Of course, the new ACTA Trade Agreement, designed to help Hollywood, remains under wraps although some information can be seen here: < http://www.michaelgeist.ca/content/view/4829/125/ >. This Trade Agreement will no doubt come into play along with this new tribunal.
It is essential to ensure that 'evidence' be of the highest calibre and not some mouthpiece 'expert' financed by the U.S. record industry trotting out the party line.
I would naively assume that it will only be open for UK rights holders then, and that any other nation's rights holders can be told, politely, to jog on.
I'm keen to emphasise the word "naively" though.
not if ACTA gets its way..
@JaitcH, 14th September 2010 10:54 GMT
the final ACTA is not out yet, but I would like to highlight the following from the link you provided:
"the EU is seeking injunctive relief powers against intermediaries whose services are used by a third party to infringe an IP right."
the basically means that VPNs are *not* an option as many people think it would be. VPN providers will be held liable for any damage done using their network
Which is why
the VPNs will be hosted outside the EU.
Does this 'relief power' also mean that the Royal Mail will be liable for posting illegal/counterfeit CDs. That should be an interesting court case.
I had such high hopes for this coalition especially when they started websites like yourfreedom, but then you realise that was just a press release with a website they were never going to listen to and all the evilness of labour isn't going to be scrapped, nevermind going further into a brighter future.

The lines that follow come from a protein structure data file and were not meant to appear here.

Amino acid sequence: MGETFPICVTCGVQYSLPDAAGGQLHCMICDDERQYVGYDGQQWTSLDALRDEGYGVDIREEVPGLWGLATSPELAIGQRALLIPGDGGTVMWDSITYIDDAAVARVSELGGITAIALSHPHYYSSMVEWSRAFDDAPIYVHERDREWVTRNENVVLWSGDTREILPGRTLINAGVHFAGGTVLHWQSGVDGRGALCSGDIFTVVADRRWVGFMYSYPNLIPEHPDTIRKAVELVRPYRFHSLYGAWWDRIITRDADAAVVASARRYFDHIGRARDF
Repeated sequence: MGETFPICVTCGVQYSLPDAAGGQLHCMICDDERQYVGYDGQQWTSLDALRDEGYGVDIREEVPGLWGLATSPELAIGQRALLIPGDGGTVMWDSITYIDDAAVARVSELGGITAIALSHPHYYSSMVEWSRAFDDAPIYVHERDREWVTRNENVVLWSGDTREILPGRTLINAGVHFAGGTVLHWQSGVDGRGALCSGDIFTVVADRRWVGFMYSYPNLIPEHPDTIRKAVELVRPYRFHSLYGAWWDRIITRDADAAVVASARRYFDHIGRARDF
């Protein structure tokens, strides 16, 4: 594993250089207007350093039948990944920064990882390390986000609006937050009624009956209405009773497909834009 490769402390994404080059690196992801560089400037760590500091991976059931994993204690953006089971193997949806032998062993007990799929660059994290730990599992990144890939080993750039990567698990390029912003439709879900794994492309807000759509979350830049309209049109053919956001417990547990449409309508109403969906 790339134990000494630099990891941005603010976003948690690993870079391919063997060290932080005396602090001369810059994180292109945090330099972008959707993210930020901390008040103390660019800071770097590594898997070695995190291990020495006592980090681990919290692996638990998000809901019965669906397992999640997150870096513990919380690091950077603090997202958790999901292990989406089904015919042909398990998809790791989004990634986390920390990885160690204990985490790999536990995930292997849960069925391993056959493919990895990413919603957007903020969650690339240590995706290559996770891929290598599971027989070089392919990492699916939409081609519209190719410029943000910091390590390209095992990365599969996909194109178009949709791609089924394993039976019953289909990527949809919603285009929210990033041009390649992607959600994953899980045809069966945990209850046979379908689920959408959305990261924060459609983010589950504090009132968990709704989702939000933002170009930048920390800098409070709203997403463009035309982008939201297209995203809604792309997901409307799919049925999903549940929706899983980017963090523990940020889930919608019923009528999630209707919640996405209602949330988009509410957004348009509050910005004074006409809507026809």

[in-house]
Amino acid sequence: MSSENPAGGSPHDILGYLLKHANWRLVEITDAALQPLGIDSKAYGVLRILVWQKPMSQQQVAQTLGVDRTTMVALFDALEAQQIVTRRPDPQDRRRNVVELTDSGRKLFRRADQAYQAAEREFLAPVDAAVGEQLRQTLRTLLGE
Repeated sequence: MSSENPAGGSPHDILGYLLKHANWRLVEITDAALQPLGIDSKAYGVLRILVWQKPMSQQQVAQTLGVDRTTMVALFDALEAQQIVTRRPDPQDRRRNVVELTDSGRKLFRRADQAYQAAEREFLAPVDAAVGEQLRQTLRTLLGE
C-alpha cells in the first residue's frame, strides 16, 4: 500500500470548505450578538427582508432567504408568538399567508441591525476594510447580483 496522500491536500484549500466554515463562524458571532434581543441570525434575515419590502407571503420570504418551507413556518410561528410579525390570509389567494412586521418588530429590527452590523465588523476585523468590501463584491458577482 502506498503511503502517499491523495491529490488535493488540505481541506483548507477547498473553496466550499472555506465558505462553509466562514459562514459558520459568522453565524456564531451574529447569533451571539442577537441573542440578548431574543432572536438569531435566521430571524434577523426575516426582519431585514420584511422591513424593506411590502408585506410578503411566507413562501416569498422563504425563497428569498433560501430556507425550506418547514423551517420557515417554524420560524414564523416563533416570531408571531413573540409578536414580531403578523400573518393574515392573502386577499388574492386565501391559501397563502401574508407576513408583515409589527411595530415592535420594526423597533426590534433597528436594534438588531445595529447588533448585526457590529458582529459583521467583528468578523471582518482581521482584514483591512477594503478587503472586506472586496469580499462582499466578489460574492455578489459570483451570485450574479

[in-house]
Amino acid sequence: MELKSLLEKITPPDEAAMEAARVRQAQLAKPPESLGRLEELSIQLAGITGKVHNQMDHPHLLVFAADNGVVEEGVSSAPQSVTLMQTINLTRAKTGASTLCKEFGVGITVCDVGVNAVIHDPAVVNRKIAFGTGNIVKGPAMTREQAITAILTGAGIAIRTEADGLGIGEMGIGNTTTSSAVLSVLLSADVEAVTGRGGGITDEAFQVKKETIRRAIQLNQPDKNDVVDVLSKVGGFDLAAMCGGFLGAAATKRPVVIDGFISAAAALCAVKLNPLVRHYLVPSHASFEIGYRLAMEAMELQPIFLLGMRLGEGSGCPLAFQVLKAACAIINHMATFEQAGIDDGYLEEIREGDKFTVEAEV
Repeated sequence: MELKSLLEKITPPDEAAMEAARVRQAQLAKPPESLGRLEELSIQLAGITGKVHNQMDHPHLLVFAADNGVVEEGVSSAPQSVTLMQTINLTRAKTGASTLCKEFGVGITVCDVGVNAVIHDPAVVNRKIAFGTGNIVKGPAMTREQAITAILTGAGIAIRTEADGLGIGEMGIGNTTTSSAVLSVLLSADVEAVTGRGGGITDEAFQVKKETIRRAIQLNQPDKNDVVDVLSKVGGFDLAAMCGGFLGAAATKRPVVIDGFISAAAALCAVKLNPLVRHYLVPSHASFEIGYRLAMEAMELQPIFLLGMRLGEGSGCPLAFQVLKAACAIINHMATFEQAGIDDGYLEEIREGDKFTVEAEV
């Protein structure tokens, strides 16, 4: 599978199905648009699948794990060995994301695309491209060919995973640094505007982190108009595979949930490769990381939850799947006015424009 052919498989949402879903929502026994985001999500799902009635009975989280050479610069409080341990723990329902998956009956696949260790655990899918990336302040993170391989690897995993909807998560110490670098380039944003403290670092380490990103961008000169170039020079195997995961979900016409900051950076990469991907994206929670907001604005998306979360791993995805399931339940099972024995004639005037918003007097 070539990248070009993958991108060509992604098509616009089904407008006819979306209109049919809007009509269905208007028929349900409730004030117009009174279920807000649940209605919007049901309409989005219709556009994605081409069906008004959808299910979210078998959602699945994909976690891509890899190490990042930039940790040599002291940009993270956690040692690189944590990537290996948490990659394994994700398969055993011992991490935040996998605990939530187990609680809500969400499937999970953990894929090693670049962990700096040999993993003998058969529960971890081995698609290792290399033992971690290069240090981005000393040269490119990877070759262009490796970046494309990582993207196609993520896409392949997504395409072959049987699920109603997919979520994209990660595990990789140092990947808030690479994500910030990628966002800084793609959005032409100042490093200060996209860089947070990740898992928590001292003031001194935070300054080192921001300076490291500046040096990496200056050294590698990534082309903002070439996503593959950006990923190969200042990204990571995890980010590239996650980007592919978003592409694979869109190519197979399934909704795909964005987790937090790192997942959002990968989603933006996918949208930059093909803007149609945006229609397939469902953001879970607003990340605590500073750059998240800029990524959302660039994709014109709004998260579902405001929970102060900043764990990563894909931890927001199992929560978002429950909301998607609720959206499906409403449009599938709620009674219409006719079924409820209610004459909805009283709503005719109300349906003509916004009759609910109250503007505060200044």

Rights holders stump up a loseable deposit
Make the rights holders pay a deposit that they get back if they win.
After all if they are so sure, they'll get it back. Simples.
Question 1 on the claim form to waive the fee
Are you guilty or not guilty?
Answer yes or no.
The first question will be "Have you stopped illegally sharing files?
One DEA was bad enough, now the world has another.
Here we go again
It's much the same as that old trick of charging extra for every tape because a few of them would be used to copy records.
It's not the ISPs that will pay, it's their customers who will all have to pay increased charges.
So the private music and film industries get to impose a private tax on everyone's communications, to help out their profits.
Place your bets - how long after this is implemented will it be before the first call (from the biggest, richest companies, not from the independents) for the amount we all pay to be increased? Probably as part of the same package as the next extension of the time that copyright lasts for.
Let me get this straight...